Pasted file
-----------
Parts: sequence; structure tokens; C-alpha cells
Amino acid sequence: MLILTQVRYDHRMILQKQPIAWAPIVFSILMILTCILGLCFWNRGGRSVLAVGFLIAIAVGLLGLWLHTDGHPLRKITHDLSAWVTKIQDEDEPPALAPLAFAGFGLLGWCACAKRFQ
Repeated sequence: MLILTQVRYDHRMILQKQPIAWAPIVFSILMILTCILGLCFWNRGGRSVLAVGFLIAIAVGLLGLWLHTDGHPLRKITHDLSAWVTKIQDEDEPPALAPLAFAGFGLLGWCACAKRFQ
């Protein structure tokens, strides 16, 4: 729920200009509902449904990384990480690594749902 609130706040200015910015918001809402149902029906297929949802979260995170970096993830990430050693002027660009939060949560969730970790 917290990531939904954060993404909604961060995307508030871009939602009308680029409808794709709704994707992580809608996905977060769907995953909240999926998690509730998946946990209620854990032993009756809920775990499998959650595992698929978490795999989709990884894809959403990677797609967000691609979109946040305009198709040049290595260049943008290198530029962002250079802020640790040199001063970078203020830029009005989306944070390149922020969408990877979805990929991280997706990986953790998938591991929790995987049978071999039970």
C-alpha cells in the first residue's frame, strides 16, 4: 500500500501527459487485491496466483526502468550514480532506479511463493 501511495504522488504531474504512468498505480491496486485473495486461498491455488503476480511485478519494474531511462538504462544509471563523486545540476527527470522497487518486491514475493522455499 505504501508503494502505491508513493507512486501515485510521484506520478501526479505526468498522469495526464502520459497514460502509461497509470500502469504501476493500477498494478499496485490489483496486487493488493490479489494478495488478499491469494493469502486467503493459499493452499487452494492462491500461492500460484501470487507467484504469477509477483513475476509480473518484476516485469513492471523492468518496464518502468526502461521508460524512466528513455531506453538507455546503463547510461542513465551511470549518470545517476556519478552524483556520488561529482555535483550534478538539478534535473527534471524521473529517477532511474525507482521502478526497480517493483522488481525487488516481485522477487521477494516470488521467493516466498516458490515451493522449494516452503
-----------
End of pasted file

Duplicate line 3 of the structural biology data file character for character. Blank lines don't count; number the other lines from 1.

Repeated sequence: MLILTQVRYDHRMILQKQPIAWAPIVFSILMILTCILGLCFWNRGGRSVLAVGFLIAIAVGLLGLWLHTDGHPLRKITHDLSAWVTKIQDEDEPPALAPLAFAGFGLLGWCACAKRFQ